Coronavirus, Epidemiology, Pandemic, Mobile phone, Air travel
medRxiv
Lai, Shengjie
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Bogoch, Isaac I.
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Ruktanonchai, Nick
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Watts, Alexander G.
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Li, Yu
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Yu, Jianxing
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LV, Xin
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Yang, Weizhong
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Hongjie, Yu
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Khan, Kamran
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Li, Zhongjie
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Tatem, Andrew
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Lai, Shengjie
b57a5fe8-cfb6-4fa7-b414-a98bb891b001
Bogoch, Isaac I.
2f25f533-9b71-483b-8100-17647ba0926b
Ruktanonchai, Nick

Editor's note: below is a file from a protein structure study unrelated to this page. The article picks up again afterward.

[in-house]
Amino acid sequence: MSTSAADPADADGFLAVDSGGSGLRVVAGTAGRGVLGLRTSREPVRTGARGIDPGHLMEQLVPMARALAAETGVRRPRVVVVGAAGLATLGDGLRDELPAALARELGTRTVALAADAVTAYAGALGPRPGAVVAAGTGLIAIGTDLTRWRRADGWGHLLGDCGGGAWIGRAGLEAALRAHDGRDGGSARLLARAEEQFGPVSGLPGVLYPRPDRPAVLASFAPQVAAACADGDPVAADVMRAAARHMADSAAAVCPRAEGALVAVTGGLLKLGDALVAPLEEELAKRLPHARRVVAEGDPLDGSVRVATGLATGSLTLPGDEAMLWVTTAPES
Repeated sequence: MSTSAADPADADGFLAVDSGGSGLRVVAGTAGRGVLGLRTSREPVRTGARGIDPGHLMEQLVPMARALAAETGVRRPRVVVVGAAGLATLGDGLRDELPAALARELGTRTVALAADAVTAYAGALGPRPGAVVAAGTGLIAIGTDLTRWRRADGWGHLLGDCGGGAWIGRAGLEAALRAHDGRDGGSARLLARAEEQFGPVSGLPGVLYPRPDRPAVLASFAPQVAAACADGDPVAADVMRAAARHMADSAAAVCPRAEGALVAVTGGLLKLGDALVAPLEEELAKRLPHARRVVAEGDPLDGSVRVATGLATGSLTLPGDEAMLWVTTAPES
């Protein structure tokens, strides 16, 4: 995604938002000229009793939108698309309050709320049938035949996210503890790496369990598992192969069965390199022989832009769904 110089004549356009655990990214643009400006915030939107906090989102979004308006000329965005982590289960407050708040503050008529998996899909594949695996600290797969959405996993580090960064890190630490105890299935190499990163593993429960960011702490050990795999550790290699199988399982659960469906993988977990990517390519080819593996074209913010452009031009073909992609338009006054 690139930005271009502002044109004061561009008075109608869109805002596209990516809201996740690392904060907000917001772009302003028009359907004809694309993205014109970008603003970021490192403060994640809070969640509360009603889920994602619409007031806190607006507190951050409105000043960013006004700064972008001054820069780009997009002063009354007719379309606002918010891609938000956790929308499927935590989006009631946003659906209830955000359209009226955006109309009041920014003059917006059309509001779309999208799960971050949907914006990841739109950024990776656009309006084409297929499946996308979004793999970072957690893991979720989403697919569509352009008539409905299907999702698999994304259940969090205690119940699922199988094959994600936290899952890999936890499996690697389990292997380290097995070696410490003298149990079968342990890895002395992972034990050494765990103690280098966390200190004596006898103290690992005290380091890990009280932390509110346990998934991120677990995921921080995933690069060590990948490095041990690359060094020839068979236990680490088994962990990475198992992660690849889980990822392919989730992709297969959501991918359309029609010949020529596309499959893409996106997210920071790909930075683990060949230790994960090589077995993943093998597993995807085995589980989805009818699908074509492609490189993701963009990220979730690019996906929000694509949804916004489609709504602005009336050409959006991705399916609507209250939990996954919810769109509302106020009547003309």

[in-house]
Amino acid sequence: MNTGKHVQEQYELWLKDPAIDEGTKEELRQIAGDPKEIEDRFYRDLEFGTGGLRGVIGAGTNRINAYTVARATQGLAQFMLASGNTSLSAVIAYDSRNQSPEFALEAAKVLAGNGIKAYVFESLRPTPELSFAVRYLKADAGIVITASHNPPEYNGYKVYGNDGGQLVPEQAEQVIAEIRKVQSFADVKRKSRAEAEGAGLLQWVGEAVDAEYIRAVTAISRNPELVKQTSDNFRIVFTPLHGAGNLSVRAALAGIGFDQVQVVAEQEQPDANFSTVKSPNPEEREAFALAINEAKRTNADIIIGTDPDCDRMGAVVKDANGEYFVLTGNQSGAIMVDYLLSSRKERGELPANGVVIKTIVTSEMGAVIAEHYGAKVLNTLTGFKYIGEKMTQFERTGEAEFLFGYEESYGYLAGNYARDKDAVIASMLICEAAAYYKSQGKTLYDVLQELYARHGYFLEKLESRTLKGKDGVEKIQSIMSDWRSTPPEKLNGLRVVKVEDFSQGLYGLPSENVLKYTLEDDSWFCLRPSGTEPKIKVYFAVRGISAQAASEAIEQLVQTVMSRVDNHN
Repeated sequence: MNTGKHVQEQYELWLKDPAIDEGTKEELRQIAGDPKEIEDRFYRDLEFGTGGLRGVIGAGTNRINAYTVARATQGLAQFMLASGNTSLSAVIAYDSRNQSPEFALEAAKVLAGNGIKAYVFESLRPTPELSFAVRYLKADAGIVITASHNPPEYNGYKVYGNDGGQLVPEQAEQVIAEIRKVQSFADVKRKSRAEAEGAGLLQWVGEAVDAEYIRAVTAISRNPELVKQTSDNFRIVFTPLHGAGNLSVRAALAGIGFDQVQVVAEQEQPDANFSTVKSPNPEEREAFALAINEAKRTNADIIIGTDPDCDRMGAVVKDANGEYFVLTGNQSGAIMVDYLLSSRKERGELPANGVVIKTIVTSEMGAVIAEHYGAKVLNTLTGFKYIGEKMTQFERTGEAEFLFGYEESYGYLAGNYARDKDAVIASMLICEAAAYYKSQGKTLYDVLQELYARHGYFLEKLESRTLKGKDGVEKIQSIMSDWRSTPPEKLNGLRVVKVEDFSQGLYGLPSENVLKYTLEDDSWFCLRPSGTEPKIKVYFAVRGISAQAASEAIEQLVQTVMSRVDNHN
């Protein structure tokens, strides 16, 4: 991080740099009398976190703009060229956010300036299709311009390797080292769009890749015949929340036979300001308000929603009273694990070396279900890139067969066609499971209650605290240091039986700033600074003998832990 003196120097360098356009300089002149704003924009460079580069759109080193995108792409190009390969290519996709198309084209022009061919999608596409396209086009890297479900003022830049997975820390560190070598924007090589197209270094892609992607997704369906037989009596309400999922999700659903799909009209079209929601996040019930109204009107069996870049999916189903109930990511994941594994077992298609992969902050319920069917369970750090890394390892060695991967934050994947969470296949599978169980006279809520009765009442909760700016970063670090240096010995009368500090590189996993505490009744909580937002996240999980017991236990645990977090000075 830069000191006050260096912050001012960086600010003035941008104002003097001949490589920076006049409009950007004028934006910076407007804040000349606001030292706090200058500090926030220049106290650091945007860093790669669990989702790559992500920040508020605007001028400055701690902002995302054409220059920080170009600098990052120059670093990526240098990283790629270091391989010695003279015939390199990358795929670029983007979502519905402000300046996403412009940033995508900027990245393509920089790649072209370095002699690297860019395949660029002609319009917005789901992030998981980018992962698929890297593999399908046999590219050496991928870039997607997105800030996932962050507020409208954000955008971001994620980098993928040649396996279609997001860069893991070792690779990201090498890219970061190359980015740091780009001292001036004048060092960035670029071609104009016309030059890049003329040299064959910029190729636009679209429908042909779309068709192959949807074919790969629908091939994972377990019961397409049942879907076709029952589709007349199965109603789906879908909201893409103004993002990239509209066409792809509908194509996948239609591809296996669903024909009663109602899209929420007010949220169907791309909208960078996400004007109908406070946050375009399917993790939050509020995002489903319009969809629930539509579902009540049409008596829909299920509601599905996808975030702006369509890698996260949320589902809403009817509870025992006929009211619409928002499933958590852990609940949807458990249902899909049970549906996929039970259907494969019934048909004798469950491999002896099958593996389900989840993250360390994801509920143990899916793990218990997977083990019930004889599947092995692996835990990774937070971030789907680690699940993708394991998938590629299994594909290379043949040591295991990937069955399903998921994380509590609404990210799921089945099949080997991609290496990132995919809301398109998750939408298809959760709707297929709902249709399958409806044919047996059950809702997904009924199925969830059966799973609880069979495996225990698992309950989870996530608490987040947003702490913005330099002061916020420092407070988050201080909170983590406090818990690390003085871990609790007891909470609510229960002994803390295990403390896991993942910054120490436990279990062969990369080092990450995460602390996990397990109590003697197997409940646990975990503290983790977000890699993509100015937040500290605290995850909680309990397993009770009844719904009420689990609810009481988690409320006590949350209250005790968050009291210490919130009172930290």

fe68cb8d-3760-4955-99fa-47d43f86580a
Watts, Alexander G.
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Li, Yu
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Yu, Jianxing
992198dd-6055-4905-ab28-11ced790c57c
LV, Xin
efad0104-f509-4420-b5cc-7f96ef4d7aee
Yang, Weizhong
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Hongjie, Yu
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Khan, Kamran
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Li, Zhongjie
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Tatem, Andrew
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Lai, Shengjie, Bogoch, Isaac I., Ruktanonchai, Nick, Watts, Alexander G., Li, Yu, Yu, Jianxing, LV, Xin, Yang, Weizhong, Hongjie, Yu, Khan, Kamran, Li, Zhongjie and Tatem, Andrew (2020) Assessing spread risk of Wuhan novel coronavirus within and beyond China, January-April 2020: a travel network-based modelling study medRxiv 27pp. (doi:10.1101/2020.02.04.20020479).

Record type: Monograph (Working Paper)

Abstract

Objective: To estimate the potential risk and geographic range of Wuhan novel coronavirus (2019-nCoV) spread within and beyond China from January through to April, 2020.

Design: Travel network-based modelling study. Setting and participants: General population travelling from Wuhan and other high-risk cities in China. Main outcome measures: Based on de-identified and aggregated mobile phone data, air passenger itinerary data, and case reports, we defined the relative importation risk and internal and international destinations of 2019-nCoV from Wuhan and other high-risk cities in China.